In our area, the group got its start by simply asking hospitals to communicate more effectively during times of disasters and to work more closely with public health officials to respond to community need. It now has grown to a collaborative statewide network that includes nursing homes, emergency medical services, dialysis and home health providers.

Each entity has committed to communicate, collaborate and coordinate resources toward sustaining the community. The expanding network allows individual providers greater flexibility and provides a depth of support for one another and the community.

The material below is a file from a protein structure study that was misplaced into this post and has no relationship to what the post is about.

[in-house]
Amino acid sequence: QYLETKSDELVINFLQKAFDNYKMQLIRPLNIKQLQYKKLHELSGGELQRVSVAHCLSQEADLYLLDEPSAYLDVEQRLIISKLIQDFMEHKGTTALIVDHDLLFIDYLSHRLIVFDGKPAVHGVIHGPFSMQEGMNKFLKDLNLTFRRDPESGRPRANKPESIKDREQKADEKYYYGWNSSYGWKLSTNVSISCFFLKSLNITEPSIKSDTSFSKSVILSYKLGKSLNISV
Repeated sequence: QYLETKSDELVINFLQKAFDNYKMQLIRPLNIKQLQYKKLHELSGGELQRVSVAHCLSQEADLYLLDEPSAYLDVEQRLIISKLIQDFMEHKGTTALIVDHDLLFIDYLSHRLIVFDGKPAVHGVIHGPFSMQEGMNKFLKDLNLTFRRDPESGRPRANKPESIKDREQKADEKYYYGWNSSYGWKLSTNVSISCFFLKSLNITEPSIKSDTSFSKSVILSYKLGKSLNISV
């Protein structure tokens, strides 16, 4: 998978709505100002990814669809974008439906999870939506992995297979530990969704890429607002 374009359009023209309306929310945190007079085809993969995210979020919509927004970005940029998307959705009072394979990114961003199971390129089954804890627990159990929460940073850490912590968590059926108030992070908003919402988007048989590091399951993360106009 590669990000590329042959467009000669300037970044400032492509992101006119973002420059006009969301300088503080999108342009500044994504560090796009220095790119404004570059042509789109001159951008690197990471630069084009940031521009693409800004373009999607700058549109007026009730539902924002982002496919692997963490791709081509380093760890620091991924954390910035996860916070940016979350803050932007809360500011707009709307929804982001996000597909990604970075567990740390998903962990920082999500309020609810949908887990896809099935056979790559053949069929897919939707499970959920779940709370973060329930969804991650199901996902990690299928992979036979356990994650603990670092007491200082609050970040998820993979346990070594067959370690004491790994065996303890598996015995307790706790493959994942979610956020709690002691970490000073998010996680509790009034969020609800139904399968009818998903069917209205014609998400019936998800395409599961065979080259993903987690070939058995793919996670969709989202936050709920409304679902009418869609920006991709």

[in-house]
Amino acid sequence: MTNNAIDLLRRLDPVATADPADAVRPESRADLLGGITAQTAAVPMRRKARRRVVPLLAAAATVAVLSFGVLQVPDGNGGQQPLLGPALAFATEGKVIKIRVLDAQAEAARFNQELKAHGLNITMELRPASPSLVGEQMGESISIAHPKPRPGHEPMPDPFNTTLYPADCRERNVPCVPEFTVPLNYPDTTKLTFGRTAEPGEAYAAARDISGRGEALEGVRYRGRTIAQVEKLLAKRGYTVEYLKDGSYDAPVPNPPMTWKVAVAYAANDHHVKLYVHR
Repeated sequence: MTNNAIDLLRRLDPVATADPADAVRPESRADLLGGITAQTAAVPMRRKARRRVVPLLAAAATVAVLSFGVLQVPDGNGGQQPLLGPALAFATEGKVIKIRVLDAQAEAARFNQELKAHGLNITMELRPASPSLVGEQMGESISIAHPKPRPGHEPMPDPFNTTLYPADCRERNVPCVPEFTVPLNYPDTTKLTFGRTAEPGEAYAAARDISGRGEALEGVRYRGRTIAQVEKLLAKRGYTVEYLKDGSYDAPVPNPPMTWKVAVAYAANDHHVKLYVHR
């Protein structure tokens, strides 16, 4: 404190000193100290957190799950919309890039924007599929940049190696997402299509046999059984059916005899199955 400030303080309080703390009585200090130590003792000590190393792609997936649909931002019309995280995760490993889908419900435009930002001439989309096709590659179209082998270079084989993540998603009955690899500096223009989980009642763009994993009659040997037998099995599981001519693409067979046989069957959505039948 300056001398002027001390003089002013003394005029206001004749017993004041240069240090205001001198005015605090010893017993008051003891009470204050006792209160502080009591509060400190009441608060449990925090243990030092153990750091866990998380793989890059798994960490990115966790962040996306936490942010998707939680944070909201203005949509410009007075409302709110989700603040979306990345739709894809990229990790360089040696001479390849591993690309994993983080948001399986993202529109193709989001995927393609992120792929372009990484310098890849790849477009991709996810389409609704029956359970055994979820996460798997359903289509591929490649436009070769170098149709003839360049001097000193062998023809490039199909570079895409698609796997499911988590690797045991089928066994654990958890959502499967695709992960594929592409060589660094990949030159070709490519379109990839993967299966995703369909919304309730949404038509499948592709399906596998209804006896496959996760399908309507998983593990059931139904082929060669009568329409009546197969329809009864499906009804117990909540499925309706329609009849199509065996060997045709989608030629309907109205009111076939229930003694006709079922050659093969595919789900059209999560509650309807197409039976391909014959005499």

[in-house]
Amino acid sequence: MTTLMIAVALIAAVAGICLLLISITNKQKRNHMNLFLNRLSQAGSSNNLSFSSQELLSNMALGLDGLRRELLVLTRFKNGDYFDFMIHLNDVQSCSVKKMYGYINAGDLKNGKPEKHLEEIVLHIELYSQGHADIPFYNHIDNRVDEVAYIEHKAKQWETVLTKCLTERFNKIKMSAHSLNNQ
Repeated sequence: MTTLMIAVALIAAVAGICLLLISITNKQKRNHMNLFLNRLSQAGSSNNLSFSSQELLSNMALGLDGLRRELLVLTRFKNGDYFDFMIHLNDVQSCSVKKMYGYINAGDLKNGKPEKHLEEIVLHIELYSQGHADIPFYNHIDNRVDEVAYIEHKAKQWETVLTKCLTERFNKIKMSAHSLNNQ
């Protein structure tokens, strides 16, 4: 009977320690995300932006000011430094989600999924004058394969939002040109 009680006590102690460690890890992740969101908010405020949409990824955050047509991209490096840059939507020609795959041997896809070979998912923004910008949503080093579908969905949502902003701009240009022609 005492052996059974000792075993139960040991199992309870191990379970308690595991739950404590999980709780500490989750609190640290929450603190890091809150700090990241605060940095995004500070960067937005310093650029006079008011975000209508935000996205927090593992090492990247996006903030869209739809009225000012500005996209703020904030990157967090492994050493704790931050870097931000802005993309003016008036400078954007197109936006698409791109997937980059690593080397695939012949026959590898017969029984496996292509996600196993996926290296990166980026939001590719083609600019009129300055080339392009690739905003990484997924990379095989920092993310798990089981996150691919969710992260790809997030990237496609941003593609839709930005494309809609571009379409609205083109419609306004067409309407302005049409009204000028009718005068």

Creating a culture of preparedness involves four components: Strong relationships, effective communication, clear understanding of potential hazards and the testing of response plans.

1. Build strong relationships around a single mission: to provide care for those most vulnerable, those most in need.

Developing a collaborative network within a competitive health care community is not easy, so it's important to establish why preparing together for disasters should be an important priority. The ministry of Catholic health care calls us to serve the whole of our communities, paying special attention to those most vulnerable, those most in need. Communitywide disasters highlight community needs and the fact that no one hospital or provider can meet those needs alone. By working together, the community can make itself whole.

2. Invest time and energy into processes that support effective communication.